Real, Cultured or Fake - The deal with Pearls
You’ve probably seen the amazing dress worn by Oscar-winning actress Lupita Nyong’o at last month’s Academy Awards, and maybe heard the controversary surrounding it, but if you haven’t here’s what you’ve missed…
Lupita rocked up to the Academy Awards in a show-stopping halter style dress that was dripping in more than 6,000 pearls! Designed by Calvin Klein’s Francisco Costa, this dress is said to be worth $150,000 USD. Costa was quoted as saying ‘We looked at a variety of different pearls – South Sea, iridescent and natural – and decided that the natural pearls looked the most beautiful’.
Seems like these beautiful pearls caught someone else’s attention as the dress was stolen from Lupita’s hotel room shortly after the Oscars! In a bizarre twist, the dress was discovered days later, in another room of the hotel. It’s since been reported that the thief returned the dress after learning that the pearls were fake!
Certainly sounds like there’s a bit of confusion there. While Lupita’s dress and what actually happened might remain a mystery, one thing we can set the record straight on is pearls – natural pearls, cultured pearls, fake pearls and the difference between them.
Let’s start with what a pearl is. A pearl is formed when a tiny irritant (like a grain of sand) finds it’s way into a mollusk. Trying to protect itself, the mollusk secretes nacre to cover the irritant. The layers of nacre build up and then a pearl is formed. This process happening randomly in nature is rare, therefore making natural pearls very expensive. To give you an idea of just how expensive natural pearls are – in 1917 Pierre Cartier traded a double strand of natural pearls for a mansion on Fifth Avenue in New York! And four years ago, when Christie’s New York sold a strand of graduated natural pearls, it sold for $434,500 USD, well above the $60,000 USD estimate.
Therefore the cost and also the time taken to source over 6,000 pearls, make it unlikely that Lupita’s dress was embellished with natural pearls. If it had been, AmericanPearl.com estimates that the dress would be worth over $1 million USD.
So if the pearls used aren’t natural, what are they? It’s possible that a type of cultured pearl was used by Costa to create Lupita’s magnificent dress, but unfortunately it’s looking more and more likely that the pearls used were fake.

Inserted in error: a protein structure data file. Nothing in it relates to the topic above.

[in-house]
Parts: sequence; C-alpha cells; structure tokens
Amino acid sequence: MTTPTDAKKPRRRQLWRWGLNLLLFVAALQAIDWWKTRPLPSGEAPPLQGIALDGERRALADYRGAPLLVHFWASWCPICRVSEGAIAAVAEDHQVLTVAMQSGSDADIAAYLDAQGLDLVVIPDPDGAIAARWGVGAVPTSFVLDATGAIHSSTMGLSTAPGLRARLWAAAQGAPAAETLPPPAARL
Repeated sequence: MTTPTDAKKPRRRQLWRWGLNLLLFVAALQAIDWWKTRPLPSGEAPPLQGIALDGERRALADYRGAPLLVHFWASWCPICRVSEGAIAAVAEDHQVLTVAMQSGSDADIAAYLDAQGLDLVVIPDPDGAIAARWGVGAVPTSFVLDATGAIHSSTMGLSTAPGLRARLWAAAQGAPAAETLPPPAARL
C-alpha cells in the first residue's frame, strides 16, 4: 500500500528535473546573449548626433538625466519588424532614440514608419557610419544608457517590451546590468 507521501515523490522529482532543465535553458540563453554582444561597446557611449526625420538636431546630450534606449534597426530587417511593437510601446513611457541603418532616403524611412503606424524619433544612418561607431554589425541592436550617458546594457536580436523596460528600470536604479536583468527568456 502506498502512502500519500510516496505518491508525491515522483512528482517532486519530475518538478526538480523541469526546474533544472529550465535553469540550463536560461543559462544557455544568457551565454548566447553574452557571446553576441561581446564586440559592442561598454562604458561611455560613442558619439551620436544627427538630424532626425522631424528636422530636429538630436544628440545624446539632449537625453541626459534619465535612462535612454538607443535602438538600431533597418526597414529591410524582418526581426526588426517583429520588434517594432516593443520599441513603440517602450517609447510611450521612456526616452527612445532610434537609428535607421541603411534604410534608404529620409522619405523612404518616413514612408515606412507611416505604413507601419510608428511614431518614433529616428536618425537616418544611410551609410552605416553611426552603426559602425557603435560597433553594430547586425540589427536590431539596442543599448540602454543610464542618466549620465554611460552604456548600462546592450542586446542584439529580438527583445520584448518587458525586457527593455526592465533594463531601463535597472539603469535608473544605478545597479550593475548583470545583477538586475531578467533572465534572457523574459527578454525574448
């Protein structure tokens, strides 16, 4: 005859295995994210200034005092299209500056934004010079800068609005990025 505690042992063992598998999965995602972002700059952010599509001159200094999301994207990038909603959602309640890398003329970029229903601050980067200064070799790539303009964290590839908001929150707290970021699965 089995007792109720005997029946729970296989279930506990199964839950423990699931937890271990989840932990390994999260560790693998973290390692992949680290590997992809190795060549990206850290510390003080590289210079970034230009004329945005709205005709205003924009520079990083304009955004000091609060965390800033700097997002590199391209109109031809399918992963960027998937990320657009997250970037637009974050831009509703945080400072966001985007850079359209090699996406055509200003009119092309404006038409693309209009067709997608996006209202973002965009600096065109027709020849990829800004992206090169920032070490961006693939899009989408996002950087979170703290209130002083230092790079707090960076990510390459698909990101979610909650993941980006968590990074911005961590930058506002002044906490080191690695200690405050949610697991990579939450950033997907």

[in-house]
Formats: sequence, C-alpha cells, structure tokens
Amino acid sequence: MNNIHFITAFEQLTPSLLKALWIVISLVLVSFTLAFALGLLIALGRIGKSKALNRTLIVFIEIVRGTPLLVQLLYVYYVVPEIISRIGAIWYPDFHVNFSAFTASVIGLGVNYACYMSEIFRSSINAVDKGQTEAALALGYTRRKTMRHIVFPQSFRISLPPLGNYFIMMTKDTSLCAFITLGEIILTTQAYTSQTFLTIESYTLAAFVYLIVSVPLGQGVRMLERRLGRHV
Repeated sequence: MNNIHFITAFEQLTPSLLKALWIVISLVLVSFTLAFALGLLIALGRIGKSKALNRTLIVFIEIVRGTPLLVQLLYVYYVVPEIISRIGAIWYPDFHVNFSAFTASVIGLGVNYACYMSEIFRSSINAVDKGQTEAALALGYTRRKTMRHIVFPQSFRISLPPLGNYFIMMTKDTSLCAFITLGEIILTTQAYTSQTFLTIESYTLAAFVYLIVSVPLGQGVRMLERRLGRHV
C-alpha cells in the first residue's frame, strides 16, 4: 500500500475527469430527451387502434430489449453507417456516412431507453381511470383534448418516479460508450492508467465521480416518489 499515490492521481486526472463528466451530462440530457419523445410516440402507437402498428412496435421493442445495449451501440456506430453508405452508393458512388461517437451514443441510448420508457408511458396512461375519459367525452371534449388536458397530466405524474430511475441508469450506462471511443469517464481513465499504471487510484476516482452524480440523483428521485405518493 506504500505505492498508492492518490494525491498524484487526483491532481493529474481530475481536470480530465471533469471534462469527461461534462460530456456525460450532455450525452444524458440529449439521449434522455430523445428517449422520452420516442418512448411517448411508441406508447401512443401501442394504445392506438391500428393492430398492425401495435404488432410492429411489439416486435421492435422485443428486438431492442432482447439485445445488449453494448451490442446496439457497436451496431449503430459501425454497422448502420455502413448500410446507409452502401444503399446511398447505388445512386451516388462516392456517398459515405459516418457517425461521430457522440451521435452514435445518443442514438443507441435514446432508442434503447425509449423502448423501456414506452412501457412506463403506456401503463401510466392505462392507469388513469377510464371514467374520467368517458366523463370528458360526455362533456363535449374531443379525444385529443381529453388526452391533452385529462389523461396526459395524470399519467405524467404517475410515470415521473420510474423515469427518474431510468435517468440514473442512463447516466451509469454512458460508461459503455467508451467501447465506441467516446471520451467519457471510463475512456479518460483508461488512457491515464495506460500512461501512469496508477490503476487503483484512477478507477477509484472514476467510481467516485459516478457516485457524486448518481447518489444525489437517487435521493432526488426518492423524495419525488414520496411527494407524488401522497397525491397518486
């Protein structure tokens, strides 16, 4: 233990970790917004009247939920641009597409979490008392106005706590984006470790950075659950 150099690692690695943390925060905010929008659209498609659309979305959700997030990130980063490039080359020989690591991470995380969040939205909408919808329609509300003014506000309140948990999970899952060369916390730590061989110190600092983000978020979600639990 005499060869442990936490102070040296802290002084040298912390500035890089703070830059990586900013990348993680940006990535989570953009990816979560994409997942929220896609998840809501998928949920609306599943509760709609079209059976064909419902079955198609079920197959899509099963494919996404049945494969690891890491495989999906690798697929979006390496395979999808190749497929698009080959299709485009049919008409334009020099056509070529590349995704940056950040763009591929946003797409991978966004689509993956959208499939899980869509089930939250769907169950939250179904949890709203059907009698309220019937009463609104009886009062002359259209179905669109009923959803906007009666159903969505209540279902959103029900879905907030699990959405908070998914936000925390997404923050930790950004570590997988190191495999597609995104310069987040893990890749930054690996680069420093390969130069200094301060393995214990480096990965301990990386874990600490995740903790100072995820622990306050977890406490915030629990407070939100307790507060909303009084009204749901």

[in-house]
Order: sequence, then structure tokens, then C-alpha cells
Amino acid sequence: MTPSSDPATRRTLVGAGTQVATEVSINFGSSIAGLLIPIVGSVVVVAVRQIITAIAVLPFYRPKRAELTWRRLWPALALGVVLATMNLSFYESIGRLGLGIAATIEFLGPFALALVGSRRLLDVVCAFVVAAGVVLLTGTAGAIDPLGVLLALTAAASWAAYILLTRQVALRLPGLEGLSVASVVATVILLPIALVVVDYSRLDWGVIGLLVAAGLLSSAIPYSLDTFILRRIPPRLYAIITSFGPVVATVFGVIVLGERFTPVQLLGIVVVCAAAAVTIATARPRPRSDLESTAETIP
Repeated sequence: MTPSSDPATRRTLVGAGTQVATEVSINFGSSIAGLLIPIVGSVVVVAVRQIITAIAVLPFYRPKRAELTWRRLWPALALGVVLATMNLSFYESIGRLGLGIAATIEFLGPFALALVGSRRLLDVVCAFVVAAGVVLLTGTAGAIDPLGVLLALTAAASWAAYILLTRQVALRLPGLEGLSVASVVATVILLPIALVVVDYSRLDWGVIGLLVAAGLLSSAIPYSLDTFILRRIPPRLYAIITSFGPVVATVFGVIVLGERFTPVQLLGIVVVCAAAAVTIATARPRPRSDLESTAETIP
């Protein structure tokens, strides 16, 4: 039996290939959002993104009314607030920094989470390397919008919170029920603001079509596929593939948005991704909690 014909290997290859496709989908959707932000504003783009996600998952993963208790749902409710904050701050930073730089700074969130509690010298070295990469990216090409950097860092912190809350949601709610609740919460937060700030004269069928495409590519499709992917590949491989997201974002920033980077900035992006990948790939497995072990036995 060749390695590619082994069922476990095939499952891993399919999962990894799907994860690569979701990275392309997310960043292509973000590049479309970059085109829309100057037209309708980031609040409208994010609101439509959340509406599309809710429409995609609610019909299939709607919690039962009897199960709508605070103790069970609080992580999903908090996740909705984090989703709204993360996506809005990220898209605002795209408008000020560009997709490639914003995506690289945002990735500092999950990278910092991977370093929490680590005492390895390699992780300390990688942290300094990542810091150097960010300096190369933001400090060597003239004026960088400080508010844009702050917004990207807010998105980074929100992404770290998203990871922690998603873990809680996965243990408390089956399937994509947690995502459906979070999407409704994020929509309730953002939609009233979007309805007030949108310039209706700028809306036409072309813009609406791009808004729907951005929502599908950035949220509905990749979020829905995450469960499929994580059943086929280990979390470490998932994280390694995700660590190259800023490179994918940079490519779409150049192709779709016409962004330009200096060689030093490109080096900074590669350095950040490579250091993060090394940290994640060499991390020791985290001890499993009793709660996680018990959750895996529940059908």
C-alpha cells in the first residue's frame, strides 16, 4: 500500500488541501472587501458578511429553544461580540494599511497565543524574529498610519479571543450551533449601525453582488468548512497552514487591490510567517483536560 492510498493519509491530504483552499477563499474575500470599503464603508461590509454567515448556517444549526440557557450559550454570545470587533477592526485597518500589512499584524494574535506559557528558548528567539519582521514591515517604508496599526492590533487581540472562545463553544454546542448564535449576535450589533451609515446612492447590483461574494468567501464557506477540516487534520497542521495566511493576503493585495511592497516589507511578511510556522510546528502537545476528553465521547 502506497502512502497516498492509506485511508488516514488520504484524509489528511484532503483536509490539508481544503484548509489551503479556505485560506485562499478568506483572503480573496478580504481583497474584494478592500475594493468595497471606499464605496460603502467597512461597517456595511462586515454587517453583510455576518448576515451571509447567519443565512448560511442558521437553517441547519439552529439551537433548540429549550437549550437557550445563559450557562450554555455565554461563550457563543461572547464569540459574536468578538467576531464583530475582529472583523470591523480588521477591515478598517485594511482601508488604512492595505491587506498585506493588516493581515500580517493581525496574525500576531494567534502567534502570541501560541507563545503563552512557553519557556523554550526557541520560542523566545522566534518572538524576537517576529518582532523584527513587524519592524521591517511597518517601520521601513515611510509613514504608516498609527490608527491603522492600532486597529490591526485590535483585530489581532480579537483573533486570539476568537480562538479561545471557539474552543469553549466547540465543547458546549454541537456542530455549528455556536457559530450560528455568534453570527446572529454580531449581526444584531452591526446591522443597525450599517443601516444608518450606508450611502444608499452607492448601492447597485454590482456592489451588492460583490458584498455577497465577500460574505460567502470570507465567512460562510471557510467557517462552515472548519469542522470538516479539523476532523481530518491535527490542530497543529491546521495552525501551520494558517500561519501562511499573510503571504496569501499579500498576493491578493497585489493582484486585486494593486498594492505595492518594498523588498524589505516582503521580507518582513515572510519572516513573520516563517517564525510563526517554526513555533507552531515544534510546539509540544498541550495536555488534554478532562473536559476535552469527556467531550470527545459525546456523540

Cultured pearls and fake pearls are not the same thing, they are worlds apart. A cultured pearl is formed in the same way as a natural pearl, the only difference being that an irritant is deliberately introduced into the mollusk. The process of introducing an irritant into the mollusk takes a lot of care and precision and once introduced, the mollusk coates the irritant in layers of nacre and a cultured pearl is born.
Cultured pearls are available in all different shapes and sizes and some of the most well known cultured pearls are Akoya, South Sea, Tahitian and freshwater pearls.
Akoya pearls are cultured in saltwater, mainly in Japan and China. These pearls usually range in size from 2mm to 11mm.
South Sea pearls are another type of saltwater cultured pearl and are produced around Australia, Indonesia and the Philippines. South Sea pearls are usually larger than Akoya pearls, ranging in size from 8mm up to 20mm and are often white or golden in colour.
Tahitian pearls are again cultured in saltwater, primarily in the islands of French Polynesia. These pearls are often referred to as ‘black pearls’ and can vary in colour from soft silvery grey to a deep inky grey-black.
Freshwater pearls are cultured in freshwater lakes and ponds, mostly in China and the USA. Freshwater pearls come in a beautiful variety of shapes and colours.
Fake pearls are just that, fake! They are not formed in a mollusk and are not made up of layers of nacre. Fake or imitation pearls are usually a crystal, glass or plastic bead that has been coated with a pearl-like finish/paint.
For more fun facts and pearl care and cleaning tips, see our Precious Pearls page.